Closing Remarks

    Thus the origin of consciousness is the origin of life itself that is the first appearance of DNA/genome. The property of genpsy explains the native intelligence of microorganism, plants etc. Genpsy is the extensive [self ordering/self programming] property of DNA/genome as entropy [the measure of disorder] is the extensive property of matter. At macro level placebo effect is the self ordering property of the brain which we may call the mind. Thus genpsy is to genes is as the mind to brain. It is genpsy, the additional property that distinguishes DNA/genome/organism from other matter molecules.

    1. Anthony Trewavas, Aspects of Plant Intelligence, Annals of Botany 92:1-20, 2003.
    2. Sanjiv Desai, A mango tree that walks with time, The Times of India, Ahmadabad, 13.9.2000.
    3. Ahlawat, SPS, Rai, SB and Senani, S. Seawater Consumption of Feral Goat of Barren Island, Biotropica, 25(3), 1993.
    4. Joseph R. Dunn, Re-Introducing the Soul: The Medical Vs the Psychotherapeutic Model : An Interview with Elio Frattaroli, Psychology Online Journal, The American Institute of Psychology and Health, Vol. 11, No. 12, Dec. 2001.
    5. Daniel Goleman, Emotional Intelligence, Bantam Books , New York, 1996.
    6. Michael. D, Gershon, Alcmene Chalazonipis, Taube. P, Rothman, From Neural Crest to Bowel: Development of the Enteric Nervous System, Journal of Neuro Biology, Vol. 24, No. 2, 1993.
    7. Sandra Blakeslee, There is a ‘brain’ behind gut feelings, The Times of India, New Delhi, 5.1.1996.
    8. Gaudin , AM, Flotation of Micro Organisms, Froth Flotation, 50th anniversary volume, Ed. D. W. Fruestnuea, AIME, New York 1962.
    9. Ernest Grunwald, Thermodynamic Properties of Non Polar Solutes in Water and Structure of Hydrophobic Hydration Shells, J. Am. Chem. Soc., Vol. 108, No. 19, 1986.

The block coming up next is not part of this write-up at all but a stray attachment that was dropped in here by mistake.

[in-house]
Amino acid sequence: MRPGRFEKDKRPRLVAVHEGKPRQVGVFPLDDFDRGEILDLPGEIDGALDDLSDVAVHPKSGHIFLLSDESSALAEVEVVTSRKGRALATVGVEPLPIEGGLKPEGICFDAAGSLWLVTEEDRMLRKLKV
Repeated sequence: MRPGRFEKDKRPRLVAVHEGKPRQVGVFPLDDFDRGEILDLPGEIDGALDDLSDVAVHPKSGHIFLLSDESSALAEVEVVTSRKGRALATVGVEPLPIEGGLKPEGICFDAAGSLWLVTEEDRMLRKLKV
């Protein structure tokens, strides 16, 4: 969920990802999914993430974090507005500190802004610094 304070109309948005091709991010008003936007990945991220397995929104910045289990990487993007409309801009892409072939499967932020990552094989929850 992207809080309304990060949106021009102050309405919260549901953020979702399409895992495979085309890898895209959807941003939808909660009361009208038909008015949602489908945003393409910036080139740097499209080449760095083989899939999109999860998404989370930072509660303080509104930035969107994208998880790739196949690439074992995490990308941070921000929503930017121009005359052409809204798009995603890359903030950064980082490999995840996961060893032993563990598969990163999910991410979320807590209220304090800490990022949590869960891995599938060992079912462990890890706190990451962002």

10. Ernest Jones, Life and work of Sigmund Freud, Vol. 2, Basic Books Inc. New York, 1960.
    11. George Wald, The origin of life, Molecules to living cells, W.H. Freeman and Company, San Francisco, 1980.
    12. Philip C Hanawalt, Protein Structure and Function: Assembly of Viruses and Ribosomes, ibid.
    13. Volkenshtein ,M.V, Biophysics ,MIR Publishers, Moscow, 1983.

    14. Yeremin , E.N, Fundamentals of Chemical Thermodynamics ,MIR Publishers,Moscow,1983

    15. Bernardi,G. Isochores and the evolutionary genomics of vertebrates, Gene,241:3-17,2000.

    16. Meunier,J.,Laurent Duret,L., Recombination Drives the Evolution of GC content in Human Genome, Mol. Biol. Evol. 21[6]:984-990, 2004.

    17. Bernardi,G., ETAL ,The mosaic genome of warm blooded vertebrates, Science,228:953-958,1985.

    18. Galtier,N., Piganeau,G.,Mouchiround,D. and Duret,L.,GC content Evolution in Mammalian Genomes: The Biased Gene conversion Hypothesis, Genetics. 159: 907-911., 2001.

    19. Cohen,N., Dagan,T., Lewstone and Graur,D., GC composition of the Human Genome: In search of Isochores, Mol. Biol. Evol. 25[5]:1260-1272., 2005.

    20. Arndt,P.F., Hwa,T.,Petrov,D.A., Substantial Regional Variation in Substitution Rates in the Human Genome :Importance of GC content, Gene Density and Telomere Specific Effects, J.Mol. Evol. 60: 748-763. 2005.

    21. Lewis, E.B., A gene complex controlling segmentation in Drosophila, Nature, Vol.276, 565-570. 1978.

    22. Lewis.E.B., Clusters of Master Control Genes Regulate the Development of Higher Organism,JAMA,Vol.267.No.11,1524-1531,1992.

    23. Okamura, H., Circadian and Seasonal Rhythms- integration of mammalian circadian clock signals: from molecule to behavior , Journal of Endocrinology,177,3-6,2006.

    Comment by DMR Sekhar — September 17, 2007 @ 9:14 am